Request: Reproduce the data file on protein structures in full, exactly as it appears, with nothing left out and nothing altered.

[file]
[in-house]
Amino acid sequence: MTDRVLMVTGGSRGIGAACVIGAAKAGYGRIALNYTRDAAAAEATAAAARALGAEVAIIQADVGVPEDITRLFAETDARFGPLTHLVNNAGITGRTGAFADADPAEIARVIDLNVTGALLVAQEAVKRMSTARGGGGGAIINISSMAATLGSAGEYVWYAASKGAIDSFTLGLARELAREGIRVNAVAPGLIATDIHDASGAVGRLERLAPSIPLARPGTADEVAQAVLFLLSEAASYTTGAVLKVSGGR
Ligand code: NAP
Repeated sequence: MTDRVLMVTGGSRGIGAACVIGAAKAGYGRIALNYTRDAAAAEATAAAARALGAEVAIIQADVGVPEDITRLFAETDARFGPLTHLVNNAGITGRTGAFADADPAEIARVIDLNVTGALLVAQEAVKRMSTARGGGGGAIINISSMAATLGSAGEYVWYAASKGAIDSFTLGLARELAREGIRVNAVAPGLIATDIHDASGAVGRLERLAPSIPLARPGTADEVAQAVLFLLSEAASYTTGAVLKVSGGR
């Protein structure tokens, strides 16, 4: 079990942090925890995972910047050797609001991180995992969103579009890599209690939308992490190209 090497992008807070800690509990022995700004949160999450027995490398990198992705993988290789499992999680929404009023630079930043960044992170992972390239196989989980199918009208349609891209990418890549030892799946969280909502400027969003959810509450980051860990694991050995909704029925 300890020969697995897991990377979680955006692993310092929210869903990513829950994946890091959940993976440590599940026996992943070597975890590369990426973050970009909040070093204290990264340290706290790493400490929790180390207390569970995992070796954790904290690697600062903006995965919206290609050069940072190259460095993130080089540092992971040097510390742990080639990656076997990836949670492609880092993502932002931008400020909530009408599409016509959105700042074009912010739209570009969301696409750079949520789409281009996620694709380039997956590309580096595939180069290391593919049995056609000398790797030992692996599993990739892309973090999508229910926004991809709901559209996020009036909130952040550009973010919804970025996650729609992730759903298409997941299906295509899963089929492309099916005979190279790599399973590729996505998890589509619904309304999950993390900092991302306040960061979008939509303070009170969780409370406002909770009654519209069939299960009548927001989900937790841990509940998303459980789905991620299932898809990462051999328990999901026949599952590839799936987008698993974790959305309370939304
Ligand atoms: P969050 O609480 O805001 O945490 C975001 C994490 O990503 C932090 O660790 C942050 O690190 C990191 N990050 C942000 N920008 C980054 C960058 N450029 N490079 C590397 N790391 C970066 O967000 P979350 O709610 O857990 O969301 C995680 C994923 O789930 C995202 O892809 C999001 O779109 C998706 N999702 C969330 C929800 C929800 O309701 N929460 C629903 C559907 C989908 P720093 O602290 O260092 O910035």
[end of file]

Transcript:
[in-house]
Amino acid sequence: MTDRVLMVTGGSRGIGAACVIGAAKAGYGRIALNYTRDAAAAEATAAAARALGAEVAIIQADVGVPEDITRLFAETDARFGPLTHLVNNAGITGRTGAFADADPAEIARVIDLNVTGALLVAQEAVKRMSTARGGGGGAIINISSMAATLGSAGEYVWYAASKGAIDSFTLGLARELAREGIRVNAVAPGLIATDIHDASGAVGRLERLAPSIPLARPGTADEVAQAVLFLLSEAASYTTGAVLKVSGGR
Ligand code: NAP
Repeated sequence: MTDRVLMVTGGSRGIGAACVIGAAKAGYGRIALNYTRDAAAAEATAAAARALGAEVAIIQADVGVPEDITRLFAETDARFGPLTHLVNNAGITGRTGAFADADPAEIARVIDLNVTGALLVAQEAVKRMSTARGGGGGAIINISSMAATLGSAGEYVWYAASKGAIDSFTLGLARELAREGIRVNAVAPGLIATDIHDASGAVGRLERLAPSIPLARPGTADEVAQAVLFLLSEAASYTTGAVLKVSGGR
């Protein structure tokens, strides 16, 4: 079990942090925890995972910047050797609001991180995992969103579009890599209690939308992490190209 090497992008807070800690509990022995700004949160999450027995490398990198992705993988290789499992999680929404009023630079930043960044992170992972390239196989989980199918009208349609891209990418890549030892799946969280909502400027969003959810509450980051860990694991050995909704029925 300890020969697995897991990377979680955006692993310092929210869903990513829950994946890091959940993976440590599940026996992943070597975890590369990426973050970009909040070093204290990264340290706290790493400490929790180390207390569970995992070796954790904290690697600062903006995965919206290609050069940072190259460095993130080089540092992971040097510390742990080639990656076997990836949670492609880092993502932002931008400020909530009408599409016509959105700042074009912010739209570009969301696409750079949520789409281009996620694709380039997956590309580096595939180069290391593919049995056609000398790797030992692996599993990739892309973090999508229910926004991809709901559209996020009036909130952040550009973010919804970025996650729609992730759903298409997941299906295509899963089929492309099916005979190279790599399973590729996505998890589509619904309304999950993390900092991302306040960061979008939509303070009170969780409370406002909770009654519209069939299960009548927001989900937790841990509940998303459980789905991620299932898809990462051999328990999901026949599952590839799936987008698993974790959305309370939304
Ligand atoms: P969050 O609480 O805001 O945490 C975001 C994490 O990503 C932090 O660790 C942050 O690190 C990191 N990050 C942000 N920008 C980054 C960058 N450029 N490079 C590397 N790391 C970066 O967000 P979350 O709610 O857990 O969301 C995680 C994923 O789930 C995202 O892809 C999001 O779109 C998706 N999702 C969330 C929800 C929800 O309701 N929460 C629903 C559907 C989908 P720093 O602290 O260092 O910035």